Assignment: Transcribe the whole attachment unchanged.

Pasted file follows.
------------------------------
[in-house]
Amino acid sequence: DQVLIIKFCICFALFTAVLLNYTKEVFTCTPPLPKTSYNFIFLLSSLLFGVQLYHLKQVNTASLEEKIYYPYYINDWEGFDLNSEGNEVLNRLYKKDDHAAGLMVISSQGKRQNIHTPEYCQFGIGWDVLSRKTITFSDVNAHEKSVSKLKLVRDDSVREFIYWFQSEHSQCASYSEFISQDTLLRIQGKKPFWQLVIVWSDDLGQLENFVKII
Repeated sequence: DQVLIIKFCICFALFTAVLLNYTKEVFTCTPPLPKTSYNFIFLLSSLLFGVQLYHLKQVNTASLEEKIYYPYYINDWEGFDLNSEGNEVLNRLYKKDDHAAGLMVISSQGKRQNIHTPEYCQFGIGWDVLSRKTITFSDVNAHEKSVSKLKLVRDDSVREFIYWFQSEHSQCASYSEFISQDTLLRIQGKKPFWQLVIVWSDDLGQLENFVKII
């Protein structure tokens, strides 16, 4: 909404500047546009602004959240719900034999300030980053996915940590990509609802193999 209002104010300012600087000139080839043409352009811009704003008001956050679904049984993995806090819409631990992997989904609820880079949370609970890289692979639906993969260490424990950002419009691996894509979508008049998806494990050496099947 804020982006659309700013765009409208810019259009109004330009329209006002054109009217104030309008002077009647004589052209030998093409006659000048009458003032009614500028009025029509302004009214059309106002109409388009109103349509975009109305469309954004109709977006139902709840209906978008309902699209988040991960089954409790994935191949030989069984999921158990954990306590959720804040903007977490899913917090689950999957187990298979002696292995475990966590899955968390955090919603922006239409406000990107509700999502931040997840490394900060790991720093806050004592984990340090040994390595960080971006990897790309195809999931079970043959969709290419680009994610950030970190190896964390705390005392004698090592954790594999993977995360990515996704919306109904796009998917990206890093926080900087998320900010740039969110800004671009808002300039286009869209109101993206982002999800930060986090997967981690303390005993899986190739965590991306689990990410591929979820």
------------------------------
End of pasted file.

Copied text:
[in-house]
Amino acid sequence: DQVLIIKFCICFALFTAVLLNYTKEVFTCTPPLPKTSYNFIFLLSSLLFGVQLYHLKQVNTASLEEKIYYPYYINDWEGFDLNSEGNEVLNRLYKKDDHAAGLMVISSQGKRQNIHTPEYCQFGIGWDVLSRKTITFSDVNAHEKSVSKLKLVRDDSVREFIYWFQSEHSQCASYSEFISQDTLLRIQGKKPFWQLVIVWSDDLGQLENFVKII
Repeated sequence: DQVLIIKFCICFALFTAVLLNYTKEVFTCTPPLPKTSYNFIFLLSSLLFGVQLYHLKQVNTASLEEKIYYPYYINDWEGFDLNSEGNEVLNRLYKKDDHAAGLMVISSQGKRQNIHTPEYCQFGIGWDVLSRKTITFSDVNAHEKSVSKLKLVRDDSVREFIYWFQSEHSQCASYSEFISQDTLLRIQGKKPFWQLVIVWSDDLGQLENFVKII
């Protein structure tokens, strides 16, 4: 909404500047546009602004959240719900034999300030980053996915940590990509609802193999 209002104010300012600087000139080839043409352009811009704003008001956050679904049984993995806090819409631990992997989904609820880079949370609970890289692979639906993969260490424990950002419009691996894509979508008049998806494990050496099947 804020982006659309700013765009409208810019259009109004330009329209006002054109009217104030309008002077009647004589052209030998093409006659000048009458003032009614500028009025029509302004009214059309106002109409388009109103349509975009109305469309954004109709977006139902709840209906978008309902699209988040991960089954409790994935191949030989069984999921158990954990306590959720804040903007977490899913917090689950999957187990298979002696292995475990966590899955968390955090919603922006239409406000990107509700999502931040997840490394900060790991720093806050004592984990340090040994390595960080971006990897790309195809999931079970043959969709290419680009994610950030970190190896964390705390005392004698090592954790594999993977995360990515996704919306109904796009998917990206890093926080900087998320900010740039969110800004671009808002300039286009869209109101993206982002999800930060986090997967981690303390005993899986190739965590991306689990990410591929979820």